I’ve always thought of nostalgia as a neoliberal concept. It’s never good because its a longing for something you can’t get back and remembered in a very specific way that prevents other readings of the time or moment. With the McBroom photographs, I knew when I got them that I had to remove them from their original context for them to work. By using commercial photographic practices like editing down to six images from 54, and then using a window mat to crop and conceal descriptive information that explains the image, I could take it out of its original context and make the images enter a space of uncertainty. Perhaps Gene Hackman or Nick Nolte are recognizable to some viewers but not to others, or maybe the image of the actor hired to play President Somoza has an uncanny resemblance to him, so much so that the image could appear as if it came from a textbook. Through that uncertainty, a sense of reality is both approximated and denied. When fiction begins to resemble reality, there is an opportunity to think about alternative endings.
This temporal element you are trying to harness is difficult when dealing with so many differently positioned narratives. I would imagine this is even more challenging considering these narratives span cultural, fictional, and national orientations. What becomes clear in your juxtaposition, however, is that you are neither seeking resolution of the issue, or a syncing of temporal lines—their confluence retains a disordered state.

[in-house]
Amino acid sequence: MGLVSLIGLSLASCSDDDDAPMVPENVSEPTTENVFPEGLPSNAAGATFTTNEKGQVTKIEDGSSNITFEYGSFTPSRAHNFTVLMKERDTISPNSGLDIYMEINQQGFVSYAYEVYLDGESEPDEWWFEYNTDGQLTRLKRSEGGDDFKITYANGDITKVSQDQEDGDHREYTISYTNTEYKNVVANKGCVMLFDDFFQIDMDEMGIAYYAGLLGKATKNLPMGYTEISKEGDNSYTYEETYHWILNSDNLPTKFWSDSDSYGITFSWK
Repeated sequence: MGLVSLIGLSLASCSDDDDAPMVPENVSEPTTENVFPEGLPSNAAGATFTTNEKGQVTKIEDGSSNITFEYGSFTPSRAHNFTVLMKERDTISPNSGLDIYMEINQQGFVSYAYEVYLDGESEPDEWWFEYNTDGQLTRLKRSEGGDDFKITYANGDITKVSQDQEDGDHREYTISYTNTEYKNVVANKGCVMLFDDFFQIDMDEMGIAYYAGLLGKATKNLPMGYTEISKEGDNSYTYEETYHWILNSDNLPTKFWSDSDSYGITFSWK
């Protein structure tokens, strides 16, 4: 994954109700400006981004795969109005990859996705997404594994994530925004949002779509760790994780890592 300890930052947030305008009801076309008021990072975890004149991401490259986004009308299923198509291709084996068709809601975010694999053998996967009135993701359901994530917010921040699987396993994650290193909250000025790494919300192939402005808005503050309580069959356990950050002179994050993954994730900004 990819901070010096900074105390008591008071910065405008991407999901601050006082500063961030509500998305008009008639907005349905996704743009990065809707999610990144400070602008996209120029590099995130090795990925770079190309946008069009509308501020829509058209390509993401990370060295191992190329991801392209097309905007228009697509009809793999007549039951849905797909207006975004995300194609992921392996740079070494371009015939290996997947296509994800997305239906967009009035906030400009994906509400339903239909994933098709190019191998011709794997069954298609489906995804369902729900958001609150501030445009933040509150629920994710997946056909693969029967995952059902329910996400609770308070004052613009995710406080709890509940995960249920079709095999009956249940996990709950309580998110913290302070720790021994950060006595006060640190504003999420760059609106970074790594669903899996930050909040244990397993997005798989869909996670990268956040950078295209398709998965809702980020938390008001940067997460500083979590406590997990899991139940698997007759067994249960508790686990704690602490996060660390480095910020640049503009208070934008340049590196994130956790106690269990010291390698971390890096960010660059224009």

Images and other media around Nicaragua I was specifically interested in working with were disjointed, nonofficial, and in some ways lost in time. Obtaining official images and documents specifically on this subject was challenging because of the narratives that government archives and institutions want to uphold. Working with scripts and images from films set during the war in Nicaragua, and Playboy interviews with FSLN members, the Clash’s Sandinista album proved to be more generative. The juxtaposition of this material was intended to disrupt the narrative that history provides.
I’m really fascinated by the limits of the archives you encountered while assembling this project. The archives actually seem to be working against your practice—you want to loosen the narrative binds on these images but their stewards are restricting the stories that can be told. Can you talk a bit more about how this process is orchestrated, and which images garner stringent protections? Have you ever considered making work about this process in itself?
Archives, especially those tied to an institution, are always counter to any generative possibilities in reconsidering the information they guard. Researching material archived by large international organizations and governments such as the International Red Cross, the United Nations, and the Mexican Government proved to be difficult, to say the least, because they all want complete control over the narrative of the images, to the point where the images become inadequate in looking back at the situation. While I’m still in a position to work with these archives for research, I’ve been reconsidering what a photograph can be when the form we know becomes exhausted, what other possibilities are there? In the last couple of years, I’ve become very invested in the writings of Ariella Azoulay and her proposal of photography as a social contract in which we are all implicit, as opposed to a mechanical process where the result is an image.